Often it's up to chief technology officers to spearhead the kinds of innovation efforts that make businesses competitive
Increasingly, innovation is what is enabling companies to differentiate themselves, secure industry leadership positions, and maintain long-term success in today's increasingly competitive marketplace.
Chief Technology Officers (CTOs) are often the executives tasked with spearheading strategies and employing tactics to ensure their company remains consistently innovative. In the wake of increasingly competitive products and services arising from emerging economies, increasing levels of global collaboration, and a still uncertain macroeconomic climate, CTOs at U.S. companies are facing significant challenges to foster innovation in the future.
To help CTOs identify leading R&D management practices to promote continuous innovation, The Corporate Executive Board's (CEB) Research & Technology Executive Council recently held an Innovation Summit that included 25 Chief Technology Officers and Aneesh Chopra, the Chief Technology Officer of the United States. Summit attendees represented many highly reputed U.S. companies, including PepsiCo, Proctor and Gamble, DuPont, Johnson & Johnson and Caterpillar.
The Summit discussion primarily rallied around a common theme: the future need for, and availability of, qualified science and engineering (S&E) talent. The group considered talent issues to be their single greatest concern, and agreed that private industry must establish better mechanisms for communicating emerging and long-term skill needs with universities and public agencies to close pending shortfalls. Intimately tied to the talent challenge was a broader concern that U.S. innovation leadership is in jeopardy and that the status quo poses a significant threat to long-term American economic stability.
The CTO Summit revealed that effectively building and tapping S&E talent in the United States is critical to foster the next generation of private sector innovations, as well as promote long-term economic growth. To help build and leverage this talent bench, CEB identified four ways companies can make an tangible difference:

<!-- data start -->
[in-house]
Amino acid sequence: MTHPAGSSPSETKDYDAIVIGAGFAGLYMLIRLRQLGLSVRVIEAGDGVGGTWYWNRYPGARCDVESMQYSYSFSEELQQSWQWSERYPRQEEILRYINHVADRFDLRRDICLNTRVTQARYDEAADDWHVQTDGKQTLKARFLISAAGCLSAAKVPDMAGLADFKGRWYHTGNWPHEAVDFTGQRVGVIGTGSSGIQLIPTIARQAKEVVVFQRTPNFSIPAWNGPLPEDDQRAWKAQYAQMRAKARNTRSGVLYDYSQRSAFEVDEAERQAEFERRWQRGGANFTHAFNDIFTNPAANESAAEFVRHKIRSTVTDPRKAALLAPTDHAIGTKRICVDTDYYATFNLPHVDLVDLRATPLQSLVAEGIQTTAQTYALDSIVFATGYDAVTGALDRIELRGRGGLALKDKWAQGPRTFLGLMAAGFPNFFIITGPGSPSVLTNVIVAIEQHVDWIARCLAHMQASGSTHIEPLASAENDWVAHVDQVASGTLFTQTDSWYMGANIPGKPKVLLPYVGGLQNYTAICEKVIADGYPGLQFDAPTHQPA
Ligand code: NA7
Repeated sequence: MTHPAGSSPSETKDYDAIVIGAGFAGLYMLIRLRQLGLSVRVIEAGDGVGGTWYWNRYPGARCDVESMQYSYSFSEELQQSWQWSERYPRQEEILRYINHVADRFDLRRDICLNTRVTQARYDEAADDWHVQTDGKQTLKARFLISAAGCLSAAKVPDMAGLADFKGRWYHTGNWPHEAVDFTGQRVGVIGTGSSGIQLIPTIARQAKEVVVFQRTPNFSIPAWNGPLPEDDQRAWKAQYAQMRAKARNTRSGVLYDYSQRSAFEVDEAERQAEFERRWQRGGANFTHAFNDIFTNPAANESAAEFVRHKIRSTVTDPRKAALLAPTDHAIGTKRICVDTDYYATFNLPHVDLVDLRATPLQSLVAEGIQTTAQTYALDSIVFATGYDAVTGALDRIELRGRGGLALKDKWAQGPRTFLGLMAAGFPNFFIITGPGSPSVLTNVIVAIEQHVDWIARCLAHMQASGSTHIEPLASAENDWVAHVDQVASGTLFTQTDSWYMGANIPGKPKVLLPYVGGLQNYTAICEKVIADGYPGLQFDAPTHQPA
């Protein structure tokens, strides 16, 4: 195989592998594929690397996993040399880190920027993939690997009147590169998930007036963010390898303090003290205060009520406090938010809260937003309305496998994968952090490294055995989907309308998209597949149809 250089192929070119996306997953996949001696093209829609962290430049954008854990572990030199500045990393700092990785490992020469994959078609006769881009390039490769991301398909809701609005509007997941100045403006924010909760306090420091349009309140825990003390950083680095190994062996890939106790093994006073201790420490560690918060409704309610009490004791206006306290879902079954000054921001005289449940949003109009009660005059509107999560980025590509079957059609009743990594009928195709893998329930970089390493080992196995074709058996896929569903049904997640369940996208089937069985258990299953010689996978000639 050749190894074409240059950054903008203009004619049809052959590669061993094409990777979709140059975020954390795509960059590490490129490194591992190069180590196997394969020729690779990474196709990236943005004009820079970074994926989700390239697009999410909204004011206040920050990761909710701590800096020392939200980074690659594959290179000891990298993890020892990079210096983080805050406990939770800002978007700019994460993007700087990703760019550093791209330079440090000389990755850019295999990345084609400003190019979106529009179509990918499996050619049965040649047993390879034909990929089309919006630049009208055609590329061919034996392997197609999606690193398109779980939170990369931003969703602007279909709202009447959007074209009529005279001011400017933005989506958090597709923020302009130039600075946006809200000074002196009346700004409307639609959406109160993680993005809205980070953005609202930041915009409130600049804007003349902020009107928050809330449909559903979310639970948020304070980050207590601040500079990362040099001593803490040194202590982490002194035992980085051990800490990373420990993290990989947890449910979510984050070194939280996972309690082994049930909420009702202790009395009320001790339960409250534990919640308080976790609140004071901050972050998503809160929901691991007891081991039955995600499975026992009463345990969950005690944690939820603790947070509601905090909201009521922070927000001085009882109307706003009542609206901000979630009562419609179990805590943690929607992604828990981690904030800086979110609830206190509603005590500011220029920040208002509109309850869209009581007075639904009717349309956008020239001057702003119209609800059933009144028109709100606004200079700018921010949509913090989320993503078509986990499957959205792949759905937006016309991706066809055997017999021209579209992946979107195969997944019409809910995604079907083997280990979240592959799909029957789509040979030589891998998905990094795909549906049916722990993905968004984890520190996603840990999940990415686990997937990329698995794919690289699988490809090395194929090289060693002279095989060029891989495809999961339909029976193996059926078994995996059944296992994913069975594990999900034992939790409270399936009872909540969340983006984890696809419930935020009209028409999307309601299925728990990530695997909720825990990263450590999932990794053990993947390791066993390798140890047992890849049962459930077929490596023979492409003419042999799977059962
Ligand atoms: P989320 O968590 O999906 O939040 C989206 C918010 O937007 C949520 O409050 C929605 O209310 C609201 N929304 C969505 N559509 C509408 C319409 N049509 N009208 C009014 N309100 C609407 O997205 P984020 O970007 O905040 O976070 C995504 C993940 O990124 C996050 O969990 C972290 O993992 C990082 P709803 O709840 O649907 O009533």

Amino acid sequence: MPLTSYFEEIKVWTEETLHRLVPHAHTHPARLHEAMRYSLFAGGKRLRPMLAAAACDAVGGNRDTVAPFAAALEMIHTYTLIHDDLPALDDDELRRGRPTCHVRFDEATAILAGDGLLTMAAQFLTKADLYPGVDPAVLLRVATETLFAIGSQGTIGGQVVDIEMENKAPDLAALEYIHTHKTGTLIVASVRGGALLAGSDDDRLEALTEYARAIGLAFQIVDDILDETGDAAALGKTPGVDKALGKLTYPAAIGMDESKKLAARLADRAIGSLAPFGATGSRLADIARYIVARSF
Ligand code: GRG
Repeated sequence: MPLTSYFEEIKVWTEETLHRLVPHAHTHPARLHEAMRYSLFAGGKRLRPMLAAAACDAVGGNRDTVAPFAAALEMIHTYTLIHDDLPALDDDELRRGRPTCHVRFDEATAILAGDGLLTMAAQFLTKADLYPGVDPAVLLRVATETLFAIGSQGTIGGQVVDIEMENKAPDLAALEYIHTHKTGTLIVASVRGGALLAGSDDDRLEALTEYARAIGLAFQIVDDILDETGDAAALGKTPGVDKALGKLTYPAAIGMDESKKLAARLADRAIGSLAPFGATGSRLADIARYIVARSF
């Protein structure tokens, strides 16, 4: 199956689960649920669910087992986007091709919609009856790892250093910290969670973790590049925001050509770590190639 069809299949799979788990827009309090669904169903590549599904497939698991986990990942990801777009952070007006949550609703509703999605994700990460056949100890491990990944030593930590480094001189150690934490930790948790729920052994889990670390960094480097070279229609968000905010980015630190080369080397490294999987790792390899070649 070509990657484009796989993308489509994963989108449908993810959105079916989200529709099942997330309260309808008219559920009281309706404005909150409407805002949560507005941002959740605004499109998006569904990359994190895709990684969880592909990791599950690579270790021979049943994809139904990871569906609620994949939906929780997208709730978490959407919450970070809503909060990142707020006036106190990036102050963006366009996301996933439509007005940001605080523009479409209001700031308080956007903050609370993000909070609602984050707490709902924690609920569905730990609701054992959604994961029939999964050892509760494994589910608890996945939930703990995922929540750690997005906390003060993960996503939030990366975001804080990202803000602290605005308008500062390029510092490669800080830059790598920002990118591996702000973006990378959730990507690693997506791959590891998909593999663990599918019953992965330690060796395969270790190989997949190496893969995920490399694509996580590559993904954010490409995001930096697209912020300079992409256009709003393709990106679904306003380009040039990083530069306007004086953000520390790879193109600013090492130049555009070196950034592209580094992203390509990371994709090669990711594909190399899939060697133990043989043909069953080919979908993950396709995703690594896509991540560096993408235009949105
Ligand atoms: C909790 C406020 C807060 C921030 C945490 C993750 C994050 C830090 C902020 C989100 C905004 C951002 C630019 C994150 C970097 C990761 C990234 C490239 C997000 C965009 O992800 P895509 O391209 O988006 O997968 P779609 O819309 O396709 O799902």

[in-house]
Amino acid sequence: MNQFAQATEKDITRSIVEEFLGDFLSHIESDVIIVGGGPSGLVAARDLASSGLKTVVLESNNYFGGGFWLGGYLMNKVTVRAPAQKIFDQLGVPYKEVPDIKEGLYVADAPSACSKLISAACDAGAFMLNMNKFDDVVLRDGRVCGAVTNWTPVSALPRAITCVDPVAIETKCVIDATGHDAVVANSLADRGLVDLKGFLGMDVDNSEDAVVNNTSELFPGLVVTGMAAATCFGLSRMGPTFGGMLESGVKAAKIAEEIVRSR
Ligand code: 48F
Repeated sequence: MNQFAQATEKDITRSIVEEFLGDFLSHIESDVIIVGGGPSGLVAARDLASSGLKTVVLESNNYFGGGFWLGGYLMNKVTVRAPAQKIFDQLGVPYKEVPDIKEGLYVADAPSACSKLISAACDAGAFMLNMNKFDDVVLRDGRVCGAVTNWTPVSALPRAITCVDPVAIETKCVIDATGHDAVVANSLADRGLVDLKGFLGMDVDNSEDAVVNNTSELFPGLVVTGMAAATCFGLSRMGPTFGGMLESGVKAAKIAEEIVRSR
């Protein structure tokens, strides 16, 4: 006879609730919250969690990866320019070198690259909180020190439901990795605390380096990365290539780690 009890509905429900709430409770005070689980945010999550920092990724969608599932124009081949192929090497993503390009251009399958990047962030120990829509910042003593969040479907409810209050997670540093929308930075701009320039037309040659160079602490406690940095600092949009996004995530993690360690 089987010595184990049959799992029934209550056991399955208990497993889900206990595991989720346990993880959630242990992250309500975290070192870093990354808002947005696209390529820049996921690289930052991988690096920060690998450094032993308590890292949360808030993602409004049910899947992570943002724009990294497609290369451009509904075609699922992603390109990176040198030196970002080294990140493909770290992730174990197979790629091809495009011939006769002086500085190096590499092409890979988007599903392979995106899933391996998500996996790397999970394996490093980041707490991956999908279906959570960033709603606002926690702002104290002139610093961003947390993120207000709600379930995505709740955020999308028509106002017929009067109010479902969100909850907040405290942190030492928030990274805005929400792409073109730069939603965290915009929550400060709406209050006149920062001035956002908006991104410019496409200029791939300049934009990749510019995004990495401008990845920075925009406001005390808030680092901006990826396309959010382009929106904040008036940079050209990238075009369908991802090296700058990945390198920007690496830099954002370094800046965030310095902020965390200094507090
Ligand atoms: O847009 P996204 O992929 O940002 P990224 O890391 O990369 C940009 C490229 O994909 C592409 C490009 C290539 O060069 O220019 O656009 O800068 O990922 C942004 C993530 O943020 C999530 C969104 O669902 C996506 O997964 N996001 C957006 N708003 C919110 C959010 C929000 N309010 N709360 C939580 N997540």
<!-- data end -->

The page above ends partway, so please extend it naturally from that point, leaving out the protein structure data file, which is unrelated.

Create strategic partnerships with universities to tailor degrees.
Companies should establish long-term, strategic partnerships with universities to help influence curricula and tailor degrees to meet the emerging skills needs for future R&D employees. This can best be influenced by through more comprehensive involvement in university research areas.
Establish more technology leadership development programs for graduates.
Companies should develop rotational programs for S&E Ph.D. graduates that offer a compelling two to four year career track across various technology projects and businesses to raise the profile of R&D career opportunities.
Communicate compelling S&E incentives and projects targeted at younger professionals.
R&D groups must provide opportunities for younger graduates to work on entrepreneurial and growth-oriented projects in compelling areas, such as carbon management, wireless technology, and renewable energy. R&D organizations should also remove some of the overly-disciplined R&D processes that deter younger candidates, and participate in more open, pre-competitive research, which appeals to students coming from academia.
Offer R&D lab tours for grade school students.
In many countries, R&D is considered one of the most prestigious professions, and the United States must do more to build this image for younger students. One approach is to sponsor field trips at R&D facilities for 10–12 year-old students to generate interest in science. These programs should target inner-city schools and minorities to generate more S&E diversity. U.S. companies and government must share the responsibility of making science "cool” for young students.
By following these guidelines, U.S. companies will be able to sustain their own competitive advantage while simultaneously building stronger economic foundations at home.